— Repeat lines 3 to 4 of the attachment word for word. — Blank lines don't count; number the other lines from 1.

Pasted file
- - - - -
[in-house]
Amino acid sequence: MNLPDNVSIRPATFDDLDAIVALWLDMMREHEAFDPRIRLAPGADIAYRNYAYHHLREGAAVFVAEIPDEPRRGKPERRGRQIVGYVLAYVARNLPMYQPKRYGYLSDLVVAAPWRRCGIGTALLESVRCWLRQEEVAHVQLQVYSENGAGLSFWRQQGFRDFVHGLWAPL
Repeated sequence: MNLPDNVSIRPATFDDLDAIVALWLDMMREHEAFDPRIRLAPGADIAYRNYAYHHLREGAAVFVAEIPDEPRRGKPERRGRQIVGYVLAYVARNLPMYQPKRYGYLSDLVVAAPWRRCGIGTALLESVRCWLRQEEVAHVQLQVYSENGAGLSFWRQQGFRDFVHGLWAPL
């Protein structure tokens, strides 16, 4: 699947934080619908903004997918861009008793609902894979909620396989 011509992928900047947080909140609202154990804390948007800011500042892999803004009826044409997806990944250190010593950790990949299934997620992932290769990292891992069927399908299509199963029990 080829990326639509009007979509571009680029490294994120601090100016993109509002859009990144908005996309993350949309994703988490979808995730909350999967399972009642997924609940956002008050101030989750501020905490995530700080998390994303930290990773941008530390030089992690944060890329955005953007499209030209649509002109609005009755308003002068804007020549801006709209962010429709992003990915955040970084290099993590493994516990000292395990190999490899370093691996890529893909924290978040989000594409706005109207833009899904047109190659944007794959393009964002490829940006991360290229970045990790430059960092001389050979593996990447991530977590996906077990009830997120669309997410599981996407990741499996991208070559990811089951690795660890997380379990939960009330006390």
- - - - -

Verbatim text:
Repeated sequence: MNLPDNVSIRPATFDDLDAIVALWLDMMREHEAFDPRIRLAPGADIAYRNYAYHHLREGAAVFVAEIPDEPRRGKPERRGRQIVGYVLAYVARNLPMYQPKRYGYLSDLVVAAPWRRCGIGTALLESVRCWLRQEEVAHVQLQVYSENGAGLSFWRQQGFRDFVHGLWAPL
């Protein structure tokens, strides 16, 4: 699947934080619908903004997918861009008793609902894979909620396989 011509992928900047947080909140609202154990804390948007800011500042892999803004009826044409997806990944250190010593950790990949299934997620992932290769990292891992069927399908299509199963029990 080829990326639509009007979509571009680029490294994120601090100016993109509002859009990144908005996309993350949309994703988490979808995730909350999967399972009642997924609940956002008050101030989750501020905490995530700080998390994303930290990773941008530390030089992690944060890329955005953007499209030209649509002109609005009755308003002068804007020549801006709209962010429709992003990915955040970084290099993590493994516990000292395990190999490899370093691996890529893909924290978040989000594409706005109207833009899904047109190659944007794959393009964002490829940006991360290229970045990790430059960092001389050979593996990447991530977590996906077990009830997120669309997410599981996407990741499996991208070559990811089951690795660890997380379990939960009330006390």